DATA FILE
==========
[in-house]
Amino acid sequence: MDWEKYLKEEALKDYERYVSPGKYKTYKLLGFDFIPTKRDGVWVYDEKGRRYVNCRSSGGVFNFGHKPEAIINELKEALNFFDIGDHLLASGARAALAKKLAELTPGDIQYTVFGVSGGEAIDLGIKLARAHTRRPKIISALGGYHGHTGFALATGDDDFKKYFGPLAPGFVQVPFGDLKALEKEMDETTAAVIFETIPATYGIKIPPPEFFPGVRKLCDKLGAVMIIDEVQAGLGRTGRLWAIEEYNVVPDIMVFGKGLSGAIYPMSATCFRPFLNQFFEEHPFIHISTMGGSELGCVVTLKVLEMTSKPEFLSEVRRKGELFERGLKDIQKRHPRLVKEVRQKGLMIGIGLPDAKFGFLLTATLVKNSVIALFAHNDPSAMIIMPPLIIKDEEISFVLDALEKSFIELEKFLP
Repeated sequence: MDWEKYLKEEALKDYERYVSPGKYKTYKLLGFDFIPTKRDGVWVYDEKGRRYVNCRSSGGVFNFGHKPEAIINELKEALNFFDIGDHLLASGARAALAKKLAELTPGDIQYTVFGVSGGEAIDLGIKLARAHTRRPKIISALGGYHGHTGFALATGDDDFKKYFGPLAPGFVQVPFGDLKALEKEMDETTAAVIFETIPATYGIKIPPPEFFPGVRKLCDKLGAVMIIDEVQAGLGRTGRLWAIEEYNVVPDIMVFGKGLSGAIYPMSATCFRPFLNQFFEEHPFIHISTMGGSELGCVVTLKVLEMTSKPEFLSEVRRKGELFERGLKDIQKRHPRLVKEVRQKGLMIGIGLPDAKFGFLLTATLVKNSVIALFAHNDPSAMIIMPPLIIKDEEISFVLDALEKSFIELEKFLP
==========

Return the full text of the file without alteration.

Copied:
[in-house]
Amino acid sequence: MDWEKYLKEEALKDYERYVSPGKYKTYKLLGFDFIPTKRDGVWVYDEKGRRYVNCRSSGGVFNFGHKPEAIINELKEALNFFDIGDHLLASGARAALAKKLAELTPGDIQYTVFGVSGGEAIDLGIKLARAHTRRPKIISALGGYHGHTGFALATGDDDFKKYFGPLAPGFVQVPFGDLKALEKEMDETTAAVIFETIPATYGIKIPPPEFFPGVRKLCDKLGAVMIIDEVQAGLGRTGRLWAIEEYNVVPDIMVFGKGLSGAIYPMSATCFRPFLNQFFEEHPFIHISTMGGSELGCVVTLKVLEMTSKPEFLSEVRRKGELFERGLKDIQKRHPRLVKEVRQKGLMIGIGLPDAKFGFLLTATLVKNSVIALFAHNDPSAMIIMPPLIIKDEEISFVLDALEKSFIELEKFLP
Repeated sequence: MDWEKYLKEEALKDYERYVSPGKYKTYKLLGFDFIPTKRDGVWVYDEKGRRYVNCRSSGGVFNFGHKPEAIINELKEALNFFDIGDHLLASGARAALAKKLAELTPGDIQYTVFGVSGGEAIDLGIKLARAHTRRPKIISALGGYHGHTGFALATGDDDFKKYFGPLAPGFVQVPFGDLKALEKEMDETTAAVIFETIPATYGIKIPPPEFFPGVRKLCDKLGAVMIIDEVQAGLGRTGRLWAIEEYNVVPDIMVFGKGLSGAIYPMSATCFRPFLNQFFEEHPFIHISTMGGSELGCVVTLKVLEMTSKPEFLSEVRRKGELFERGLKDIQKRHPRLVKEVRQKGLMIGIGLPDAKFGFLLTATLVKNSVIALFAHNDPSAMIIMPPLIIKDEEISFVLDALEKSFIELEKFLP